The fact remains that the Bible has error in light of the contradiction between 2 Kings 8:26 and 2 Chronicles 22:2 (KJV, ESV, RSV). 2 Kings 8:26 says "Ahaziah was 22 when he began to rule"; however, 2 Chronicles 22:2 says "Ahaziah was 42 when he began to rule." For sure, 22 and 42 are not same.

                Comment


                • #38
                  Originally posted by Same Hakeem View Post
                  The fact remains that the Bible has error in light of the contradiction between 2 Kings 8:26 and 2 Chronicles 22:2 (KJV, ESV, RSV). 2 Kings 8:26 says "Ahaziah was 22 when he began to rule"; however, 2 Chronicles 22:2 says "Ahaziah was 42 when he began to rule." For sure, 22 and 42 are not same.
                  Yeah, we get inerrancy of the Bible is your hobby horse. What you don't seem to grasp is that there probably isn't a single Christian here who accepts your doctrine of inspiration.

                  Comment


                  • #39
                    Originally posted by Cerebrum123 View Post
                    Yeah, we get inerrancy of the Bible is your hobby horse. What you don't seem to grasp is that there probably isn't a single Christian here who accepts your doctrine of inspiration.
                    Hebrews 6:18 says "it is impossible for God to lie" and 2 Samuel 7:28 says "Your (GOD) words are true" hence, the contradiction between 2 Kings 8:26 and 2 Chronicles 22:2 cannot be from God and hence both verses cannot not inspired.
                    Last edited by Same Hakeem; 06-10-2018, 05:16 PM.

                    Comment


                    • #40
                      Originally posted by Cerebrum123 View Post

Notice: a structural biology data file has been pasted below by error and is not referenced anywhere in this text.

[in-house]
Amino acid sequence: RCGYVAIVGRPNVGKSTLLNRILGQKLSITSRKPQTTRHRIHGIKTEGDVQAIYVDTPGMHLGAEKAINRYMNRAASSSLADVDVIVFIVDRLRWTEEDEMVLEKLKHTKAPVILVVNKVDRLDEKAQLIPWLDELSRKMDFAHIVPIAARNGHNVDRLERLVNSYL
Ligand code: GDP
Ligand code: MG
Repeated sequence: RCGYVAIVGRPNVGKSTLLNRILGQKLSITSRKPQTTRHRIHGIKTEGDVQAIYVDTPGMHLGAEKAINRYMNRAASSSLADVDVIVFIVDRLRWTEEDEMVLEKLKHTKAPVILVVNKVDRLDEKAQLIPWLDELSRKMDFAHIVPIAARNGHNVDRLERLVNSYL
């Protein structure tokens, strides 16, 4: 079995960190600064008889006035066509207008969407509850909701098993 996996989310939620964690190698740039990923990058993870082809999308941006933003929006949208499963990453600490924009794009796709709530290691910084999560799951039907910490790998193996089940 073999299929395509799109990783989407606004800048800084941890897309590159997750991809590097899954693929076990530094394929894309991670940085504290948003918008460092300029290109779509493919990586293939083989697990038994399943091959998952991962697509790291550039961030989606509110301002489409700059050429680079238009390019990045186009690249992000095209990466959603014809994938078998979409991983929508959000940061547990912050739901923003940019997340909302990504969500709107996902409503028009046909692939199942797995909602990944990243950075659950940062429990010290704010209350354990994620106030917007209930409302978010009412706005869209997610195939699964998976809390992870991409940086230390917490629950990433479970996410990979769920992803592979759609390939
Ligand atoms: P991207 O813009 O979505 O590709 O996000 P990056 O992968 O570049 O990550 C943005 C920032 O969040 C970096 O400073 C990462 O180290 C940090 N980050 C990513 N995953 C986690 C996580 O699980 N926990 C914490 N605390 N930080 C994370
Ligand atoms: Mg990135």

Yeah, we get inerrancy of the Bible is your hobby horse. What you don't seem to grasp is that there probably isn't a single Christian here who accepts your doctrine of inspiration.
                      Probably one.
                      "I am not angered that the Moral Majority boys campaign against abortion. I am angry when the same men who say, "Save OUR children" bellow "Build more and bigger bombers." That's right! Blast the children in other nations into eternity, or limbless misery as they lay crippled from "OUR" bombers! This does not jell." - Leonard Ravenhill

                      Comment


                      • #41
                        Originally posted by Same Hakeem View Post
                        Hebrews 6:18 says "it is impossible for God to lie" and 2 Samuel 7:28 says "Your (GOD) words are true" hence, the contradiction between 2 Kings 8:26 and 2 Chronicles 22:2 cannot be from God and hence both verses cannot not inspired.
                        Yeah, and? How is someone making a mistake copying down words centuries after the fact a lie?

                        Comment


                        • #42
                          Originally posted by Cerebrum123 View Post
                          Yeah, and? How is someone making a mistake copying down words centuries after the fact a lie?
                          Making a mistake in relation to the age of Ahaziah when began to rule (i.e. 2 Chronicles 22:2 vs. 2 Kings 8:26) proves that Bible is not fully inspired by God. According to 2 Samuel 7:28, God inspired revelation cannot have contradictions or false information as illustrated between 2 Chronicles 22:2 vs. 2 Kings 8:26.
                          Last edited by Same Hakeem; 06-12-2018, 12:53 PM.